If Charles Dickens were writing "A Tale of Two Cities" about today's Afghanistan, his opening line would be abbreviated: "It was the worst of times."
"Sunday was a particularly deadly day in Afghanistan," reported the Associated Press this week. "Roadside bombs and militant attacks killed seven American soldiers, 19 Afghan civilians and seven Afghan policemen.
"Violence erupted again on Monday as militants launched suicide attacks on two police headquarters and carried out other assaults that left 20 people dead—three policemen, an Afghan prosecutor, two children and 14 attackers, according to officials."
But when are there ever peaceful stretches in Afghanistan anymore? This year, 176 American military personnel have been killed, bringing the total to more than 2,000 dead and 15,000 wounded. At the current rate, 2012 will be the third bloodiest year of the war.
We have also lavished upward of half a trillion dollars on the effort at a time when we are not exactly flush with revenue. All our sacrifices, however, appear to be in vain. Afghan civilian casualties tripled between 2006 and this year.
And these may be the good old days. After 11 years, the longest war in American history, we have begun the process of leaving. Our combat troops are supposed to be gone by the end of 2014. Opponents of withdrawal say it will endanger our gains, and that the only way to assure success is to stay even longer.
But what reason is there to believe another 11 years would achieve what the past 11 didn't? "Judged by any yardstick—its ability to protect its officials, provide basic services and control corruption—Afghanistan has made little or no headway since 2001," wrote Yale University security scholar Jason Lyall last year.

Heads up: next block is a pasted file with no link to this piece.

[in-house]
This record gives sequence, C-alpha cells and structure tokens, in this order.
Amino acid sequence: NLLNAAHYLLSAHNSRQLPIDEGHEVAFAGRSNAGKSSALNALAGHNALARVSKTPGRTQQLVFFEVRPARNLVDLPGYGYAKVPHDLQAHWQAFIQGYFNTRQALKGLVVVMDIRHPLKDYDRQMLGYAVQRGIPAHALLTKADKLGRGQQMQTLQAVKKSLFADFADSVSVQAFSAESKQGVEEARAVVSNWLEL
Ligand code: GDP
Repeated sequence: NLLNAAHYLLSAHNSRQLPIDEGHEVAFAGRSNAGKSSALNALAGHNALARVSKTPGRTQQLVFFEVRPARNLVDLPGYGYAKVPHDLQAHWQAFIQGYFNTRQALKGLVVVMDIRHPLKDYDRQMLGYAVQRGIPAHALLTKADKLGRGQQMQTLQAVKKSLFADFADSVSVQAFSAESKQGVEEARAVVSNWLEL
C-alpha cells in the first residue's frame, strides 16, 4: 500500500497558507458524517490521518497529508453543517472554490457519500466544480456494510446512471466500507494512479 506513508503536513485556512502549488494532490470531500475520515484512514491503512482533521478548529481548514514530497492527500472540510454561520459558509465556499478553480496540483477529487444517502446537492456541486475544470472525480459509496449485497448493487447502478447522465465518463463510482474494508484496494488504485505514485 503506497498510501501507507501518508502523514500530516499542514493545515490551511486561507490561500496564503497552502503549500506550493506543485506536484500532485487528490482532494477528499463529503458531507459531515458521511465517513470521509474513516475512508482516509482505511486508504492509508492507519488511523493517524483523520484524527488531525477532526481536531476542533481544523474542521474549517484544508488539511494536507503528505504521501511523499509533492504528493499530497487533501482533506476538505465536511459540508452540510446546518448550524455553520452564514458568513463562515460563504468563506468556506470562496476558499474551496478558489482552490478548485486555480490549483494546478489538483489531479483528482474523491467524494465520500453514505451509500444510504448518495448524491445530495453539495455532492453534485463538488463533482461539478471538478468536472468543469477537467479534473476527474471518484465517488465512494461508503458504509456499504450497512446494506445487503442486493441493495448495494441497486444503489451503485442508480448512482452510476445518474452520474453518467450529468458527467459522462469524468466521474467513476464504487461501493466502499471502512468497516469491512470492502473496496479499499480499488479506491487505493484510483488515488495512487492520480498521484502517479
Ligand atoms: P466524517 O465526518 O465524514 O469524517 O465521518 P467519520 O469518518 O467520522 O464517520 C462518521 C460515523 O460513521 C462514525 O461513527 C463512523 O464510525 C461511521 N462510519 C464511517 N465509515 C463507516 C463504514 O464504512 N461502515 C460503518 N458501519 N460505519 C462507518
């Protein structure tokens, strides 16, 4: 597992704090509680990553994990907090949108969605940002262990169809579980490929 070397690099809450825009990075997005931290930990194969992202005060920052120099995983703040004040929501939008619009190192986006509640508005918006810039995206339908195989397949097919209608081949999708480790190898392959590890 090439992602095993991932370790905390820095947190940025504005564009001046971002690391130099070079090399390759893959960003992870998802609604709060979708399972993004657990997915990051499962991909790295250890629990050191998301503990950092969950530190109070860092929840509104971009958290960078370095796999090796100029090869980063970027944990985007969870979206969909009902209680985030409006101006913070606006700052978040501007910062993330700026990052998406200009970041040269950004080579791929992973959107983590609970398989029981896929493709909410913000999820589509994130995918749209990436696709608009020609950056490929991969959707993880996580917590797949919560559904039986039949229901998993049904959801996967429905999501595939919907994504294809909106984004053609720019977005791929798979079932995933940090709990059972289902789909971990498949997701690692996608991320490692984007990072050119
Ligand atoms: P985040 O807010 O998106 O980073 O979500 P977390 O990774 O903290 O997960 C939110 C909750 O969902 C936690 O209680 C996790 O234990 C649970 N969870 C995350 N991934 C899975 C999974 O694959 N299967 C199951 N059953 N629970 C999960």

We have been down this road before—spending huge sums of money as well as thousands of lives trying to build a semblance of an honest, competent, halfway democratic government in a country beset by determined homegrown militants. It didn't work in Vietnam, and it hasn't worked in Afghanistan.
Why that should be is a puzzle. Things started out brilliantly in 2001, with a quick, seemingly complete defeat of the enemy. In 2002, Defense Secretary Donald Rumsfeld exulted: "The Taliban are gone. The al-Qaida are gone."
But things drifted off course. We let Osama bin Laden escape. Pakistan furnished aid and refuge to the insurgents. We shifted our focus to Iraq. President Hamid Karzai proved unable or unwilling to establish security and curb corruption. Before long, the enemy was back with a vengeance.
By now the Taliban should be renamed the Resilient Taliban, because that is the adjective most often used to describe it. The maddening paradox of this war is that Karzai and his security forces have had the benefit of vast amounts of outside help, while the groups fighting the government (though aided by Pakistan) have gotten much less. Yet there is no doubt that the insurgents are more formidable fighters.
For the U.S. military, reports Dexter Filkins in The New Yorker, our mission means "training Afghan soldiers, training Afghan trainers and building the places to train them in. It means equipping more than 350,000 Afghan soldiers and policemen with guns, uniforms, Humvees, gasoline trucks, food, helicopters, hospitals and spare parts. … The cost of this crash exercise in army-building is around $11 billion a year."
For all our trouble, most Afghan army units still can't operate independently. Their attrition rates are still high. Once we're out of the fight, Filkins says, "the Afghans could end up ceding large tracts of territory to the Taliban."
How does the enemy endure and often prevail despite its enormous disadvantages? How have they turned illiterate, undernourished Afghan peasants into a tough, dogged fighting force that refuses to be defeated?
They apparently have something our friends don't have: bottomless supplies of motivation. They also seem to have more support among the people in the countryside. The longer we stay the more pronounced the discrepancy becomes.
Much of their motivation is resentment of foreigners with guns and anger at military missions that inadvertently kill innocents. So maybe when we leave, many insurgents will lose interest in the fight. Maybe government troops will step up when we force them to take over.
Maybe not. Things could go very badly for the government and very well for the Taliban. But if we've learned nothing else, it's that whatever needs to be done for Afghanistan, we can't do it.